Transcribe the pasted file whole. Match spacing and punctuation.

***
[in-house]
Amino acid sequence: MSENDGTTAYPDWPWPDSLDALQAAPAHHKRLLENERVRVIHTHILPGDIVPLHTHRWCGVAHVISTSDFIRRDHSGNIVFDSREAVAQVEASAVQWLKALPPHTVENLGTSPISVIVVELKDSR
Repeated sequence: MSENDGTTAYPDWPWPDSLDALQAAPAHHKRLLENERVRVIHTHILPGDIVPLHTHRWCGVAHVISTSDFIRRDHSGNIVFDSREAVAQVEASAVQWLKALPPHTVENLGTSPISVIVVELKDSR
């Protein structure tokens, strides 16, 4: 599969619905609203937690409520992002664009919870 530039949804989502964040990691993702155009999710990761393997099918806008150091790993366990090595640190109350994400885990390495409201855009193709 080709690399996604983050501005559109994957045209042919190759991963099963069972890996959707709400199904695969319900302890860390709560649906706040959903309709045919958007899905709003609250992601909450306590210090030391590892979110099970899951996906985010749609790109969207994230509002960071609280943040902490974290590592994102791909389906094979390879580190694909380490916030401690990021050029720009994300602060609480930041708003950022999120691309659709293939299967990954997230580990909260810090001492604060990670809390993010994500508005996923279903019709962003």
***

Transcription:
[in-house]
Amino acid sequence: MSENDGTTAYPDWPWPDSLDALQAAPAHHKRLLENERVRVIHTHILPGDIVPLHTHRWCGVAHVISTSDFIRRDHSGNIVFDSREAVAQVEASAVQWLKALPPHTVENLGTSPISVIVVELKDSR
Repeated sequence: MSENDGTTAYPDWPWPDSLDALQAAPAHHKRLLENERVRVIHTHILPGDIVPLHTHRWCGVAHVISTSDFIRRDHSGNIVFDSREAVAQVEASAVQWLKALPPHTVENLGTSPISVIVVELKDSR
């Protein structure tokens, strides 16, 4: 599969619905609203937690409520992002664009919870 530039949804989502964040990691993702155009999710990761393997099918806008150091790993366990090595640190109350994400885990390495409201855009193709 080709690399996604983050501005559109994957045209042919190759991963099963069972890996959707709400199904695969319900302890860390709560649906706040959903309709045919958007899905709003609250992601909450306590210090030391590892979110099970899951996906985010749609790109969207994230509002960071609280943040902490974290590592994102791909389906094979390879580190694909380490916030401690990021050029720009994300602060609480930041708003950022999120691309659709293939299967990954997230580990909260810090001492604060990670809390993010994500508005996923279903019709962003």